Months in the planning, funded by donations, and staffed by more than 50 volunteers, including doctors, who gave freely of their time, Moran’s latest Charitable Surgery Day took place on a hopeful Saturday morning, October 13, 2013. Pre-screened patients, some with friends and family, some on their own, came into the Moran Eye Center with debilitating cataracts and left with the gift of clear vision.
This now bi-annual event started in 2007 when Moran’s Dr. Jeff Pettey and Brian Stagg, then a fourth- year medical student, saw the need. As one of the founders of the event, Petty sees Charitable Surgery Day as a chance to give back the community. “I believe that no one with preventable vision loss or blindness should remain in darkness,“ he says. “We have the collective will and ability to provide state-of-the-art care to the individuals in our community who cannot afford or do not have access to healthcare. No one in our community should be living with curable vision loss.”
Moran doctors and residents regularly volunteer time Salt Lake’s Fourth Street and Maliheh clinics, the Salt Lake County Youth Detention Center, the Glendale Community Center, and Park City People’s Clinic, and provide preventative care and basic screenings for patients. While there, they also screen for severe disease or eye damage. When they come across a patient who requires more extensive care or surgery, a uniquely comprehensive patient advocacy process begins and patients are sometimes steered into the Charitable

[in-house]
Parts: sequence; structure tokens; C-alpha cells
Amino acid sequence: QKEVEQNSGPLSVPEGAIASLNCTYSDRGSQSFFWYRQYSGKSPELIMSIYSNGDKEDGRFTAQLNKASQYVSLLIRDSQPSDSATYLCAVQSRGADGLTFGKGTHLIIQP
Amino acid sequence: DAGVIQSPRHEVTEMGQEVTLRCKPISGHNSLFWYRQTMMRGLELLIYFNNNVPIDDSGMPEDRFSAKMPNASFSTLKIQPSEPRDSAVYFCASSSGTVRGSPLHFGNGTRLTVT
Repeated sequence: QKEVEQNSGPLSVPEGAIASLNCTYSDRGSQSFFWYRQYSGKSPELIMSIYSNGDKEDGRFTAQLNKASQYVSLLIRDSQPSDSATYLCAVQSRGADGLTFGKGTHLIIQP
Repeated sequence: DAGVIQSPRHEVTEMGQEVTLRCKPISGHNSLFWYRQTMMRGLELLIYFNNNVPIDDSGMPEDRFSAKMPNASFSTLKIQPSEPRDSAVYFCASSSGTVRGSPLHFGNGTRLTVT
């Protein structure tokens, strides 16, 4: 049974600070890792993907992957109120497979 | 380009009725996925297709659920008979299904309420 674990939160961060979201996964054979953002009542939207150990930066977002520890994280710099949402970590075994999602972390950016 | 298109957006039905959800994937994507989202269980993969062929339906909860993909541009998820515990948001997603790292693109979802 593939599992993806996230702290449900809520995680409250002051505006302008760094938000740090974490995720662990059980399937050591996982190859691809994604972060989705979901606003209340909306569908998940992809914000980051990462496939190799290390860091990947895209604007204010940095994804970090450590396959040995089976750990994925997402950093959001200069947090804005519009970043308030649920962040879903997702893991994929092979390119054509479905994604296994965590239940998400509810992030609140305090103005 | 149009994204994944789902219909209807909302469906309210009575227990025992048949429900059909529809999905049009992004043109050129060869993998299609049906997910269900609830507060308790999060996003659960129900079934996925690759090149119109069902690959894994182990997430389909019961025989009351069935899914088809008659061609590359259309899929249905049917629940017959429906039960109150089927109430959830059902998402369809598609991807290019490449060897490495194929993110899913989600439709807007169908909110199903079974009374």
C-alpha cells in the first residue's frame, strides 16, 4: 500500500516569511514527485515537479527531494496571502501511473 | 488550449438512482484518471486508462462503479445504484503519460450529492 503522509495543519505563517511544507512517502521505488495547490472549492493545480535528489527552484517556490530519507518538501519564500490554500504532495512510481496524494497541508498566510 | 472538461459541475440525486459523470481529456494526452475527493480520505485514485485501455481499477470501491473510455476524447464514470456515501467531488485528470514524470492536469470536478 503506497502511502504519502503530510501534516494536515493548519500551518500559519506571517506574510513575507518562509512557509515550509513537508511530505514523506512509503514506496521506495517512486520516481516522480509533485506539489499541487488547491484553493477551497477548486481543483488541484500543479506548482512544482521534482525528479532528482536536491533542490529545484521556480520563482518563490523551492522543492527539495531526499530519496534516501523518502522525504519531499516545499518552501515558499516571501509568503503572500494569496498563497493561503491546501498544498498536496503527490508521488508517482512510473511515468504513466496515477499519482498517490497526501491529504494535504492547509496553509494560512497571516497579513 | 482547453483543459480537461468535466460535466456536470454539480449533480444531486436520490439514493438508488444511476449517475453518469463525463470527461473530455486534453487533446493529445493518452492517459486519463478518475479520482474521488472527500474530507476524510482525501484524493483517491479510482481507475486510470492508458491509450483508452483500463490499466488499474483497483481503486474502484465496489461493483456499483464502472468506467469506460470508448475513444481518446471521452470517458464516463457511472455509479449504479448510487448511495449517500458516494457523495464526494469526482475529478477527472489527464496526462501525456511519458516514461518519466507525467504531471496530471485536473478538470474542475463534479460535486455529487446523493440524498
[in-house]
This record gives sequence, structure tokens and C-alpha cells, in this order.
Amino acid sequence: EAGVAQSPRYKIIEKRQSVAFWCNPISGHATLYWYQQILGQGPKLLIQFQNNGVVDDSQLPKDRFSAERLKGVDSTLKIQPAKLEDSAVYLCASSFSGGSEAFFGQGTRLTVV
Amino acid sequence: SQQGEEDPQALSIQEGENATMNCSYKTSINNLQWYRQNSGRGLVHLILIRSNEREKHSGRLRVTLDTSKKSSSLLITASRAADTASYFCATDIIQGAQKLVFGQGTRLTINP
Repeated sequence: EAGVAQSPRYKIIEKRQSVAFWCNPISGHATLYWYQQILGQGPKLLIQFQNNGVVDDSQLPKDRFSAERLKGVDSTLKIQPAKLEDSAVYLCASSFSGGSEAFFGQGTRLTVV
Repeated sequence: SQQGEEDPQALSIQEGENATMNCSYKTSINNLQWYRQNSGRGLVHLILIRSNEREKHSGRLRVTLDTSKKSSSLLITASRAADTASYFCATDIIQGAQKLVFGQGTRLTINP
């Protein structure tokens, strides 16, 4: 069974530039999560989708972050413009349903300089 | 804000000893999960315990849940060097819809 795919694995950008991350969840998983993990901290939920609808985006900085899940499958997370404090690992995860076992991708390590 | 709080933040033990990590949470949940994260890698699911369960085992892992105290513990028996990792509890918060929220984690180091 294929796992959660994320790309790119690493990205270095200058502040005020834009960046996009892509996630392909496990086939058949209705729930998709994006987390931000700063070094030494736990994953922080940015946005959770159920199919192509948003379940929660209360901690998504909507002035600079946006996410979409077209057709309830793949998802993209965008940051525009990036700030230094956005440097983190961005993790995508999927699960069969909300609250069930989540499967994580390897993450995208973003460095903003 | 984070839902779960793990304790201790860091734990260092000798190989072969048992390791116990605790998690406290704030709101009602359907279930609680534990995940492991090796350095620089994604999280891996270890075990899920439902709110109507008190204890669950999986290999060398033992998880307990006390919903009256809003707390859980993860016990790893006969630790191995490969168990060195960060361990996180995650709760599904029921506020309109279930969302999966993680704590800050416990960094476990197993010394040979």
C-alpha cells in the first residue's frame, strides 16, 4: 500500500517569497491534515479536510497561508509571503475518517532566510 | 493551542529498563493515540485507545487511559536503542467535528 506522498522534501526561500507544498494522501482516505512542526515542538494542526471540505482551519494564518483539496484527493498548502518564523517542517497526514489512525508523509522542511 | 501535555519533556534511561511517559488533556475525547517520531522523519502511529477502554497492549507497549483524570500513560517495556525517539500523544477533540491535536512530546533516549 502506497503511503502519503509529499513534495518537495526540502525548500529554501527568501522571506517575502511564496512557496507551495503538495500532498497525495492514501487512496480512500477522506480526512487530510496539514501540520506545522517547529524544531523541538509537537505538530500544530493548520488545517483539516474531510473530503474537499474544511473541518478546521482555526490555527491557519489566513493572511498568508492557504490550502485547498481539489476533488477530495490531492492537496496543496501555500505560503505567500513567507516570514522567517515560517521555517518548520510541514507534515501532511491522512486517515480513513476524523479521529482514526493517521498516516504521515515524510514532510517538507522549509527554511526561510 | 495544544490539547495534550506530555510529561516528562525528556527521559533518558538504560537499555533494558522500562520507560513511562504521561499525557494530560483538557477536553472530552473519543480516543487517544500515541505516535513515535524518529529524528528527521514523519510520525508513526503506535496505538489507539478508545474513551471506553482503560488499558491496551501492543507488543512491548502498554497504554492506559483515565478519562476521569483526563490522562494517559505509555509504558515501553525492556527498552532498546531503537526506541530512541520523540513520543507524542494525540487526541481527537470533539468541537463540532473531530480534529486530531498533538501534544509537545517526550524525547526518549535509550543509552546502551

Surgery Day program to receive care.
“It’s Like a Whole New World”
As one patient said, “I think the longest two hours and fifteen minutes of my life were in the waiting room last Saturday. Thank you for giving my husband his vision back. He can now see our baby boy with 20/20 vision in his corrected eye.”
Twenty-two-year-old Jose Alamos had cataracts in both eyes, which in the past has made it hard for him to get a job. He already had surgery on one eye, and was at Surgery Day to remove his second cataract. His vision came back overnight. “It is awesome being able to see,” he says. Actually being able to reach far away and see everything and see the clear faces on people now. It’s great.”
According to Dr. Alan S. Crandall, lenses for the surgeries are donated, “making it possible for us to help a patient like Shelli Hatt, a 45-year-old woman who is totally blind in one eye from a white cataract. Now that the cataract is gone, she can see beautifully; it will not come back.” Shelli’s reaction after the surgery? “It’s like a whole new world.”
“There’s nothing better than seeing the look on a patient’s face after taking the bandage off the next day," says Dr. Jeff Pettey. “In the case of some of these advanced cataracts we worked on today, we’re talking someone who can’t ready anything. Someone who hasn’t seen the face of her grandchild for two years, and at the end of the day she’s able to read, to see that grandkid’s face. There’s nothing I think I’ve ever done or could do that could give me that sort of reward.”
All clinical services and programs are part of University of Utah Hospitals & Clinics